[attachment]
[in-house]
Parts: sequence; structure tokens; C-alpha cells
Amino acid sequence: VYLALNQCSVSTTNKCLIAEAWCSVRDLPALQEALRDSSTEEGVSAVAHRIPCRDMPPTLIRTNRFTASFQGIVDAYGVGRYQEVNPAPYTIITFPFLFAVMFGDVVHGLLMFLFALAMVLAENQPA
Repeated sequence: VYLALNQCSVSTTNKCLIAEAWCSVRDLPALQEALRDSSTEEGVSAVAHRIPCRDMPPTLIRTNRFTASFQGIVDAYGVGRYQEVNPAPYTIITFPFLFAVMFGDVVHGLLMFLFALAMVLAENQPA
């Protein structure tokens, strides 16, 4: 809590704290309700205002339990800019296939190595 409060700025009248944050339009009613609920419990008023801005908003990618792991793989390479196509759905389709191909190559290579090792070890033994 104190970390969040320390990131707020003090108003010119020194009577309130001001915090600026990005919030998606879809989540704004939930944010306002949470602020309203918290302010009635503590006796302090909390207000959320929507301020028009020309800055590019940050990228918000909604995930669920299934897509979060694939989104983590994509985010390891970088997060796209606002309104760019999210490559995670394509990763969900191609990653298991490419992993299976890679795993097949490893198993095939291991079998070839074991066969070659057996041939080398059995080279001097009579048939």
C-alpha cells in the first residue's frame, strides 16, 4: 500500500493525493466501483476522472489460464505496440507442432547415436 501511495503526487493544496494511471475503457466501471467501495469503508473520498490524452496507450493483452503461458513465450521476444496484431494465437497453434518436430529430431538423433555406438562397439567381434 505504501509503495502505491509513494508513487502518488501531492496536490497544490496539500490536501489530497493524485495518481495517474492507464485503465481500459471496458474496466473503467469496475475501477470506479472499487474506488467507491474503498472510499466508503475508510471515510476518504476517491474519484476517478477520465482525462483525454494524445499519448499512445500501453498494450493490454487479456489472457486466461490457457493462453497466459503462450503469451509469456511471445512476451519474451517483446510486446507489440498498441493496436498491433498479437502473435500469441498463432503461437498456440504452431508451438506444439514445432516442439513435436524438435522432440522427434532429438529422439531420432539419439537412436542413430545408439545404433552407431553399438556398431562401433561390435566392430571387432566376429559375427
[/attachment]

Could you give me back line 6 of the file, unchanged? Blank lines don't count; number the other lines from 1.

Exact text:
C-alpha cells in the first residue's frame, strides 16, 4: 500500500493525493466501483476522472489460464505496440507442432547415436 501511495503526487493544496494511471475503457466501471467501495469503508473520498490524452496507450493483452503461458513465450521476444496484431494465437497453434518436430529430431538423433555406438562397439567381434 505504501509503495502505491509513494508513487502518488501531492496536490497544490496539500490536501489530497493524485495518481495517474492507464485503465481500459471496458474496466473503467469496475475501477470506479472499487474506488467507491474503498472510499466508503475508510471515510476518504476517491474519484476517478477520465482525462483525454494524445499519448499512445500501453498494450493490454487479456489472457486466461490457457493462453497466459503462450503469451509469456511471445512476451519474451517483446510486446507489440498498441493496436498491433498479437502473435500469441498463432503461437498456440504452431508451438506444439514445432516442439513435436524438435522432440522427434532429438529422439531420432539419439537412436542413430545408439545404433552407431553399438556398431562401433561390435566392430571387432566376429559375427